In that environment, the health giving Julep, made with life affirming mint, and the additional of medical bitters in cocktails where what set the bon vivant apart from the alcoholic.
As we move into the early and mid 1800s, we start to see, for the first time, bitters being designed to be drunk as a cocktail ingredient. Here is where we see Angostura, Bokers, Fee Bros, Peychaud’s, Orange, and a host of European amaro, digestives and aperitif bitters. Alas for the cocktail historian, it is still mixed in with hideous fake medicine concoctions that are best left dead.
My favourite example of a particular bitters that should never return is Hostetter’s. To give you an idea of just how undrinkable it was, Hostettler’s bitters continued right up through prohibition, and despite being 90 proof, by the end of prohibition sales had slumped to zero and the company was wound up. In an era where alcohol was illegal, but every drug store in town could sell Hostetters, people still chose to drink moonshine.
So, when you next think about re-creating a classic old bitters, remember that many of those old recipes are dead because they deserve death. Being old is not the same as being good., and most of the really great tasting bitters survived and are the ones that are still readily available today.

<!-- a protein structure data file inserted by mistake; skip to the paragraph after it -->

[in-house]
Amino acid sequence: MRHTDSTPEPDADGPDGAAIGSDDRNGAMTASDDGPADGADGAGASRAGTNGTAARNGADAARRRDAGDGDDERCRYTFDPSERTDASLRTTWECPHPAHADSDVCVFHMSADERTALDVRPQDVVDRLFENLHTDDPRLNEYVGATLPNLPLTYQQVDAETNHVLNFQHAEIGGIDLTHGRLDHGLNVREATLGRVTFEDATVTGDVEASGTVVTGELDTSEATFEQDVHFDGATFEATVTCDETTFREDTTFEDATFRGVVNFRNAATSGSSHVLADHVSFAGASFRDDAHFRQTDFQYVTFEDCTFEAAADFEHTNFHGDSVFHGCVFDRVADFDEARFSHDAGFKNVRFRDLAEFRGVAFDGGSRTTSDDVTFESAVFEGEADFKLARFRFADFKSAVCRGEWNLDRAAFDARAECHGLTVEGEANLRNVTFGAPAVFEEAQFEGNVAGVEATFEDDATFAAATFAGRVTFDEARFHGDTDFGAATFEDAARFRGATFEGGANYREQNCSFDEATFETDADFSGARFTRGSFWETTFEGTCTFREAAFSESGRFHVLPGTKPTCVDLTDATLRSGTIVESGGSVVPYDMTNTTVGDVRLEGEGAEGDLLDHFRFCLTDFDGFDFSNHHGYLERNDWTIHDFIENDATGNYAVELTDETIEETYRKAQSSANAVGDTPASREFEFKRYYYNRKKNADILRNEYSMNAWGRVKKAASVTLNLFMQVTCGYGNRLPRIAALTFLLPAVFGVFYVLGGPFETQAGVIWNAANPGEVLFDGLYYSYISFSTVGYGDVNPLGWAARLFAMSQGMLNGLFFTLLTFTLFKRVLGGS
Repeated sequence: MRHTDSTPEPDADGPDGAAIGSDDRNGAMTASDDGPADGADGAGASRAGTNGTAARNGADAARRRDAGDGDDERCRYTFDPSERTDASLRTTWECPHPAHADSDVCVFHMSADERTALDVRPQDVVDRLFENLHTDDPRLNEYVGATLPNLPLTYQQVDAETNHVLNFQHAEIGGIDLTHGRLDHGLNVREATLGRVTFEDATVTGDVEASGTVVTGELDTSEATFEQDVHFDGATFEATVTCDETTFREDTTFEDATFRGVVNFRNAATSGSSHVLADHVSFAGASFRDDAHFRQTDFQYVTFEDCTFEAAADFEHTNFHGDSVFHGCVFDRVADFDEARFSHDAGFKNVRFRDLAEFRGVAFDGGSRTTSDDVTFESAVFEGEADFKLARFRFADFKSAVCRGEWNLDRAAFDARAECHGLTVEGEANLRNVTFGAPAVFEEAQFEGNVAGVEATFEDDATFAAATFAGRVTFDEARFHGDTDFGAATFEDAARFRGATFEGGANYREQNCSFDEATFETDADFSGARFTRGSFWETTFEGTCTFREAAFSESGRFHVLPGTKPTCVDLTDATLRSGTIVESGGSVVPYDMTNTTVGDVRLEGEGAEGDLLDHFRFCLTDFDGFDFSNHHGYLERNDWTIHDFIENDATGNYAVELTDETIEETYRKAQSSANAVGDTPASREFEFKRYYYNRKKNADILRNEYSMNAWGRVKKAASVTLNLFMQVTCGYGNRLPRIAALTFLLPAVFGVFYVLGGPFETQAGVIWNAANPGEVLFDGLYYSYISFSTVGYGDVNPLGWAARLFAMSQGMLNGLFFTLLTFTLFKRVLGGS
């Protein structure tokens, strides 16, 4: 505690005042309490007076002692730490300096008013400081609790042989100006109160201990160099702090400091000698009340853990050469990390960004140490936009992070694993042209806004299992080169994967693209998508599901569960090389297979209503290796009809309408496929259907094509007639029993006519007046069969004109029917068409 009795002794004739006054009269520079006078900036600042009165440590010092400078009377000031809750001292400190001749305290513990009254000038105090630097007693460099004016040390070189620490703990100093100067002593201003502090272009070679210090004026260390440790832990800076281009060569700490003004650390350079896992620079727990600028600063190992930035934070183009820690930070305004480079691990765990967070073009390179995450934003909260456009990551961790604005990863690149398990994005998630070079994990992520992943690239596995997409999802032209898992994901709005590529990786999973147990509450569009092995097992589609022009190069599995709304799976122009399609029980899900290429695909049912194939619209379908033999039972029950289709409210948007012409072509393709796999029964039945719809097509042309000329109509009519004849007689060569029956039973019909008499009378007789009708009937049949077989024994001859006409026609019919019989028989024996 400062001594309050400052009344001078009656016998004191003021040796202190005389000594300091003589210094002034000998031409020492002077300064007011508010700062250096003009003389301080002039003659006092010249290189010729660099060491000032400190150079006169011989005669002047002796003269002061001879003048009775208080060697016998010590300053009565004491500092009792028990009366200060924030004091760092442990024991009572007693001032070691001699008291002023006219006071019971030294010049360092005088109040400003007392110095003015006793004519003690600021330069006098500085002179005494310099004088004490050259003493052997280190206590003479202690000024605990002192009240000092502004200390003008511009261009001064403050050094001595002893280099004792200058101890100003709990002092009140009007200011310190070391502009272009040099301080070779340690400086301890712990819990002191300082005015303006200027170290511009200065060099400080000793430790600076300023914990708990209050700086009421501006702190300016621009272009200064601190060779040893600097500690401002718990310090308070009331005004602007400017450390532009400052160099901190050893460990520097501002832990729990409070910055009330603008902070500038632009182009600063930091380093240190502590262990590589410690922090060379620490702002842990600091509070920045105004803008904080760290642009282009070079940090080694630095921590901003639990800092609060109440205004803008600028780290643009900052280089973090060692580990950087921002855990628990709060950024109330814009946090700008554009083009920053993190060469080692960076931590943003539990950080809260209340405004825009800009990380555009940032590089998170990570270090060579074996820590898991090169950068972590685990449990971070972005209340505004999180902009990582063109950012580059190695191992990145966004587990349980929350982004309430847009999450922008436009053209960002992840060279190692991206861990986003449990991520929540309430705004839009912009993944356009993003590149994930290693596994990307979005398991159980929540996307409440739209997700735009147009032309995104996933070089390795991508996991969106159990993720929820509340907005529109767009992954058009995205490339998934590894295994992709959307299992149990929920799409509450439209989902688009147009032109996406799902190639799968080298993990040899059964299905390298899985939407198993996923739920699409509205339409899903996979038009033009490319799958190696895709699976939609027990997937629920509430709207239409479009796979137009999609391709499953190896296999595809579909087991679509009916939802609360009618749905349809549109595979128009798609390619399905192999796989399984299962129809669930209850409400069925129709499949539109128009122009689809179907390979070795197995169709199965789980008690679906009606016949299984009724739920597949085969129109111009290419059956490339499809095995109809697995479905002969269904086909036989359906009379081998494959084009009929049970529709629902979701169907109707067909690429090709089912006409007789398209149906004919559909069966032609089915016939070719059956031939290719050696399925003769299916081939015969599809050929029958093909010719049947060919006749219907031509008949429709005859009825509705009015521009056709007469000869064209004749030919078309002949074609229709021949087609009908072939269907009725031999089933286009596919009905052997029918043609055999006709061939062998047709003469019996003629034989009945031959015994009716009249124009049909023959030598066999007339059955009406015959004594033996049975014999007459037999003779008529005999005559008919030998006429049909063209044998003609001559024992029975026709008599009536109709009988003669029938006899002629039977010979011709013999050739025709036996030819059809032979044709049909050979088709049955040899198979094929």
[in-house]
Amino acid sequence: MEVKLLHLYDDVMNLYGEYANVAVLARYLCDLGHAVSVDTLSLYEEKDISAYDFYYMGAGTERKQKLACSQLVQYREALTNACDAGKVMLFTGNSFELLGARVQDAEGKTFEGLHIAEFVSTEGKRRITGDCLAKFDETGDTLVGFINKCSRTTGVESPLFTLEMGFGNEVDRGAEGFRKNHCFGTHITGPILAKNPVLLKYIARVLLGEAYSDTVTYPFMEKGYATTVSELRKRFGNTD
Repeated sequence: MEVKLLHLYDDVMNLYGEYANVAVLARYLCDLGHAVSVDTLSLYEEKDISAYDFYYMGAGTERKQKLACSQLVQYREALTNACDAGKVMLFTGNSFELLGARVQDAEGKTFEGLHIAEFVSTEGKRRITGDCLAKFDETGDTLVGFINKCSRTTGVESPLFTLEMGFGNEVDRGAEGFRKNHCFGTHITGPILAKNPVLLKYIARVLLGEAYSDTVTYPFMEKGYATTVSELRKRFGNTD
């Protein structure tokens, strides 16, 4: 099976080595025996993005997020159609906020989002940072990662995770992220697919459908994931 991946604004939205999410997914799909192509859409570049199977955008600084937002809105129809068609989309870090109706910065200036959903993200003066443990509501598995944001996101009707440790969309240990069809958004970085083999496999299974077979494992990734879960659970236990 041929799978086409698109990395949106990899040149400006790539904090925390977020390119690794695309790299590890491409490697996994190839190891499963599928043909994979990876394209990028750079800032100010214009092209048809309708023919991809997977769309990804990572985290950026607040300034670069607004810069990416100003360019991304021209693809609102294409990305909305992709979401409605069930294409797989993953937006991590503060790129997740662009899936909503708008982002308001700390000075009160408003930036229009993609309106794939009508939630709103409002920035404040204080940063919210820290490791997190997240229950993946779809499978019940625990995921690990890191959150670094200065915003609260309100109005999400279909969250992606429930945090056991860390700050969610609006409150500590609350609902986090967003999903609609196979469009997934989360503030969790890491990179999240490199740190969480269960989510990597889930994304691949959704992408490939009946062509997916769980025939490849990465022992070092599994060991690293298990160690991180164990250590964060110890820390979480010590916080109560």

Some of the names on the US market 1745 – 1902
1745 – Stoughton’s
1746 – Turlington’s Balsam
1751 – Godfrey’s Cordial
1770 – Betton’s British Oil (Yes, actually made from crude oil…)
1824 – Angostura Bitters
1826 (Approx) – Khoosh Famouse Indian Bitters
1828 – 1920 Bokers Bitters
1830 – John Moffat Phoenix Bitters
1850 – Dr Jacob’s Bitters
1853 – 1936 Dr J. Hostetters Stomach Bitters
1857 – Mishler’s Herb Bitters
1860 – Plantation Bitters
1860 – Greeley’s Bourbon Bitters
1862 – Holtzermans Patent Stomach Bitters
1863 – Fee Bros
1864 – Litthauer Stomach Bitters
1865 – 1956 Abbotts Bitters
1865 – Sazerac Bitters – Created by Thomas Handy
1866 – Doctor Fisch’s Bitters
1868 – Brown’s Iron Bitters
1870 (Approx) – Reed’s Bitters
1872 – Dr Flint’s Quaker Bitters
1873 – Burdock Blood Bitters
1874 (Approx) – Morning Star Bitters
1876 – Dr C W Roback’s Stomach Bitters
1882 – Old Hickory Bitters – Created by J Grossman
1886 – Beggs Dandelion Bitters
1887 – Dr Harter’s Wild Cherry Bitters
1891 – Lash’s Bitters
1898 – Prickly Ash Bitters
1902 – Eagle Angostura Bark Bitters (Chas Mahony of the Hoffman House, NY, endorsed these as the best bitters for mixed drinks in advertising of the time.)